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Hamburg 2024


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The referendum is today

NDR - live blog about the referendum (in german)

The polling station will be closed at 6 p.m. (CET) today - the first results shall be announced around 6.30 p.m..

NDR = Norddeutscher Rundfunk (North German Broadcasting Corp.)

Reminds me of the BR liveblog almost exactly two years ago. Wishing you a better outcome :-)

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It seems that at least in Hamburg, there's a high turnout so far. Kiel as sailing venue has its own referendum where the turnout is much lower until now.

According to the last few opinion polls, around 55 per cent of Hamburg citizens appear to support the Olympic bid. That said, the comparably low turnout (only 48% until 17:00, presumably due to the unremittant rain today - this figure includes postal ballots). Essentially, this will come down to which side had the better groundgame in terms of mobilizing its supporters to get out and vote. I think we're in for a long night and a narrow outcome. The margin of victory (should it actually be a "Yes" - and given that NIMBYs are particularly strong in Germany, I'm reserving judgment for now) will determine whether Hamburg's bid will be seen as possessing convincing support.

One last thing: As a German, I can only shake my head about non-voters throwing away the opportunity to cast their ballot in the referendum. Hamburg citizens were given an opportunity that most Olympic applicant cities never get - quite frankly, in light of all the recent discussions about the IOC handing the Olympics to efficient dictatorships like China and Russia, this sort of low turnout lays waste to any moralizing that some among us Germans love to lord over the rest of the world.

A wasted opportunity, regardless of the outcome - and an utter disgrace, considering that there are millions who literally fight and die for the right to cast a secret ballot.

PS: For those interested in the actual results, the Hamburg city government's department of the interior will keep a tally here.

*"the comparably low turnout is a cause for concern" (line 2)

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Thanks for the link to follow the results! It seems "Nein" is leading by just 500 votes approximately. It's going to be very close.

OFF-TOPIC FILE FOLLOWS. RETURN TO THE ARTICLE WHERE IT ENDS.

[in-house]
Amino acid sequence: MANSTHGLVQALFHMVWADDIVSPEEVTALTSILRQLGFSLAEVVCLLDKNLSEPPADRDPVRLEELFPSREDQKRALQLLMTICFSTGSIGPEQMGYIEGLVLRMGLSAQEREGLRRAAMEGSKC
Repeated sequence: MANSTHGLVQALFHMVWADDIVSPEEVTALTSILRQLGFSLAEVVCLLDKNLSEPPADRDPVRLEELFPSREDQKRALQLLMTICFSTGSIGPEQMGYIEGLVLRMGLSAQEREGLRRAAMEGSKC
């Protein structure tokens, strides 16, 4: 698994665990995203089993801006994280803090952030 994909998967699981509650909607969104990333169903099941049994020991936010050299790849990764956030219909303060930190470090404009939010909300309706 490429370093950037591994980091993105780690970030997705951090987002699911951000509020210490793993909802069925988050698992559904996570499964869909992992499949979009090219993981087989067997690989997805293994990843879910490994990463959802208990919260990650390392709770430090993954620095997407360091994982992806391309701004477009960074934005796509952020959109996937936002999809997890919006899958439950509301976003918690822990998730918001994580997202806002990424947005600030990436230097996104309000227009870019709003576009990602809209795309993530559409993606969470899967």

Damn! That said, the leading polling institute in Germany has just published an exit poll (sample of around 3,800 respondents): YES leads 56-44 (go to 18:03).

The question reads: "Shall Hamburg apply for the Olympic Games?"

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Uhm, a 50% turnout is better than at the last Hamburg election, and much higher than in Munich two years ago.

It's a close call indeed.

Still disgraceful that half of Hamburg's population couldn't get off its backside to cast a simple ballot - and those will be the first ones moaning and effing about every single aspect of the bid and (should Hamburg actually win) the implemenation of the Games plan.

Failing to vote is pretty much inexcusable, especially considering that Germany did sufer from two dictatorships on its soil.

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Even if the YES pulls it off somehow, it's gonna be a less-than-convincing victory. Clearly, the YES camp's get-out-the-vote operation was way off...

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The city's mayor has pushed back his press conference (originally planned for 19:30 CET) to sometime after 20:00. Guess the city government didn't expect this kind of result at all.

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If Hamburg voted Yes and Kiel voted No, would that have really made a difference in the bid?

Yes, then Hamburg would have picked another sailing venue. In the Munich 2022 referendum, it was always clear that the bid would be off if only one of the four locations voted no. In the end of course all four did.

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If Hamburg voted Yes and Kiel voted No, would that have really made a difference in the bid?

Not sure about that one, but I suspect Hamburg would merely need to shop around for another city willing to do the sailing events. It'd be bit of a "tail wagging the dog" situation if Kiel could prevent Hamburg from bidding despite a YES in Hamburg - at the moment, for various reasons, this appears to be an academic question.

Another aside re: the incoming results: Sadly, the city government isn't tabulating the results district-by-district. It'd be interesting to know whether poorer and wealthy areas of Hamburg differ in terms of turnout and support.

It´s again a fu***** shame Germany!!

Yep, seems like us Germans can't see a good thing when it's right in front of us...utterly laughable!

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